a slight demonstration. It was driven off precipitately by the Sixty-first Ohio Veteran Volunteers, which constituted my rear guard. At 4 p. m. my command marched through the village of Eatonton. At 9 p. m., the column having been tediously delayed, I discovered, upon investigation, that about sixty wagons had become almost hopelessly stalled in a sort of quagmire. My troops were at once put to work lightening out these wagons and were thus employed for about two hours, when the march was resumed. My brigade encamped six miles from Eatonton at midnight, having marched ten miles and a half. At 7. 15 a. m. on the 22nd my march was continued. My command moved in the rear of the division and was charged with the protection of about 400 wagons. The Weather had now cleared up, but the column still moved slowly. My brigade did not cross Little River until 12. 30 p. m. From that point the march was resumed again at 3 p. m. on the direct road to Milledgeville. My brigade marched into Milledgeville at 7. 30 p. m. Passing through the town, and crossing the Oconee River on a wooden bridge, it encamped on the left bank at 9 p. m., having marched seventeen miles. On the 23rd my brigade remained in camp near the Oconee bridge. This day's rest enabled the foraging parties to collect a considerable quantity of provisions and a number of horses and mules.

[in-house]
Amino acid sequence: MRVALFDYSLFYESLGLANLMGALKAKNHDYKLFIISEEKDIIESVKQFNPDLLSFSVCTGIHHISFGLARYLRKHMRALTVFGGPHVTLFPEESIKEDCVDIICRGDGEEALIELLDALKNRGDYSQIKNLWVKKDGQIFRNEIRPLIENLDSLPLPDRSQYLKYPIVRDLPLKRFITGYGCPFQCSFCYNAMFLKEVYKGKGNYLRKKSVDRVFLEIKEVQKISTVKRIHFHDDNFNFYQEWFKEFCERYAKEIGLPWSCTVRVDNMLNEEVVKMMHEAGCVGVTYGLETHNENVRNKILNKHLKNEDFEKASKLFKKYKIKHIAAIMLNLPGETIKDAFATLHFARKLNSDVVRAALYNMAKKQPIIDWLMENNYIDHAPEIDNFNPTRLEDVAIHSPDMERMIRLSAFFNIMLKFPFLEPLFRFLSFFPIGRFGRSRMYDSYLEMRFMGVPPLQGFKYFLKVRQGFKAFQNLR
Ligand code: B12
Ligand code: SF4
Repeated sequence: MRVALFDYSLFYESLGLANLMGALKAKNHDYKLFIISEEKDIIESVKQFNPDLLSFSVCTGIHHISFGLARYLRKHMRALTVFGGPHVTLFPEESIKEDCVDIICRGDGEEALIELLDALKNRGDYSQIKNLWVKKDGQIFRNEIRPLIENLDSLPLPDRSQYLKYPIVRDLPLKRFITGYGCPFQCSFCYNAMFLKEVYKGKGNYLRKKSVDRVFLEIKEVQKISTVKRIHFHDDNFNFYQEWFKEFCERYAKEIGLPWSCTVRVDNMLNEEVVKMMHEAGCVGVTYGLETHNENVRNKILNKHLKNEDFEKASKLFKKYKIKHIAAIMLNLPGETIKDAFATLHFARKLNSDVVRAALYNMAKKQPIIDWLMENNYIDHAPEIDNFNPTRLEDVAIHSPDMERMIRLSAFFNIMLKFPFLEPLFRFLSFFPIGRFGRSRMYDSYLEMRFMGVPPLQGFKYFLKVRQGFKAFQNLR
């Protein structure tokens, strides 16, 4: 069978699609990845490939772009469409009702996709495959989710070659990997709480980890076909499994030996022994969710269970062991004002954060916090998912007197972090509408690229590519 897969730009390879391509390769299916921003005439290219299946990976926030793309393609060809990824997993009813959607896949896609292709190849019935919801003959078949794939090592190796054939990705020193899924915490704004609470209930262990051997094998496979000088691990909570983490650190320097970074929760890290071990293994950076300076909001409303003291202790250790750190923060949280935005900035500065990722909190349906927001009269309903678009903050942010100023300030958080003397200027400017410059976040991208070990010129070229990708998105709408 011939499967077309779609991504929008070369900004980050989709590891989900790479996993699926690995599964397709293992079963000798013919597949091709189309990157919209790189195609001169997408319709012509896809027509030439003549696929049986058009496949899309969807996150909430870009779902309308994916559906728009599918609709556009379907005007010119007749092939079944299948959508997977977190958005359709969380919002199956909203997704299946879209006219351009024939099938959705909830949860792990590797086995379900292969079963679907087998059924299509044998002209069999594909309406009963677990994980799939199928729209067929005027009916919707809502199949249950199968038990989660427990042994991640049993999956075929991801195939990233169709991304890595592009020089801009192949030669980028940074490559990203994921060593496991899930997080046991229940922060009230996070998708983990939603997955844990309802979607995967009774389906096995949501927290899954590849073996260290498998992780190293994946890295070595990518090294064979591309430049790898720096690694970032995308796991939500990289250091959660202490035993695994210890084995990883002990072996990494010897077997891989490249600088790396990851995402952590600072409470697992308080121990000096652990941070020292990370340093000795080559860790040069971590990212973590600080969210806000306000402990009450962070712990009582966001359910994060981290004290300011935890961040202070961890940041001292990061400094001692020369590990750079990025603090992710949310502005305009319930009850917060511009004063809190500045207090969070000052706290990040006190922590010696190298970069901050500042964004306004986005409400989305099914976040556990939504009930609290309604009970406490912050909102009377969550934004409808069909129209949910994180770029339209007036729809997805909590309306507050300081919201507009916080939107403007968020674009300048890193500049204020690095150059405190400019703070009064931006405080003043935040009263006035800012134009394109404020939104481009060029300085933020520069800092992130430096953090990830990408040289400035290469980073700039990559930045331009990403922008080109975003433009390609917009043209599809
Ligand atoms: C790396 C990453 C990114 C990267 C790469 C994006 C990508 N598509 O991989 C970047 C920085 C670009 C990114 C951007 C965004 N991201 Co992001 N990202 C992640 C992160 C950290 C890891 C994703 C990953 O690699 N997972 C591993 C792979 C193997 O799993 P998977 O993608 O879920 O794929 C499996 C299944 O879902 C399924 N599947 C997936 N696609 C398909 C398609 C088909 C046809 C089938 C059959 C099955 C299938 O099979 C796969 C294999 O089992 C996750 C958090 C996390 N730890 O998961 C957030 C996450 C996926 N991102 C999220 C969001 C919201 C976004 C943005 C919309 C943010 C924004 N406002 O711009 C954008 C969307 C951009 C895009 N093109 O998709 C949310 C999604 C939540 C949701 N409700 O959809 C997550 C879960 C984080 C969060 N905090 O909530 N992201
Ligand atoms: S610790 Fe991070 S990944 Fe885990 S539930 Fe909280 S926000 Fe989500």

At 6 a. m. on the 24th my brigade resumed its march, leading the division and corps. Being charged with the duty of advance guard it was unencumbered by the trains. Our line of march pursued the Oconee through a sparsely settled, broken, piney country. My column crossed Beaver Dam at 11 a. m., and at 12. 15 p. m. crossed Town Creek. At 3 p. m. my brigade crossed Gum Creek and at 4. 30 p. m. encamped on the ridge beyond. The distance marched on this day was about fifteen miles. On the 25th, at 6 a. m., my brigade continued its march, again being the vanguard of the division and corps. Bluff Creek was passed at 7, and the column reached Hebron Post-Office at 8 and Buffalo Creek at 9 a. m. Over Buffalo Creek, a wide, swampy stream, was a series of bridges, nine in number, all of which had been destroyed by the enemy. According to directions, I detailed a regiment, the One hundred and first Illinois Volunteers, to assist in their reconstruction. While this work was going on, the rebel cavalry made a demonstration on the pickets on the left bank of the stream. At the instance of the general commanding division, I at once dispatched five companies of the One hundred and first Illinois Volunteers to re-enforce the picket-line. The enemy at once withdrew, and the bridges were completed without further annoyance. The remainder of my brigade crossed Buffalo Creek at 3. 30 p. m., and the entire command, excepting the five companies of the One hundred and first Illinois Volunteers left to cover a side road, pursued its march toward Sandersville. Having ascended a plateau three miles from he creek lively skirmishing was overheard toward the front, which proved to be the cavalry advance engaging the rebel forces under Wheeler. As the enemy appeared to be charging down the road I was directed by the general commanding division to throw my command immediately forward into line, extending across and covering the road. My troops came up promptly on the double-quick, and were in a very short space of time advancing in a steady line of battle. Contemporaneously with this movement a line of skirmishers, consisting of two companies from the Thirty-first Wisconsin Volunteers, and two from the Eighty-second Ohio Veteran Volunteers, had been thrown forward, covering the front of the brigade. My line of battle had not advanced but a short distance when, it not being deemed necessary to push it any farther, it was, by direction of the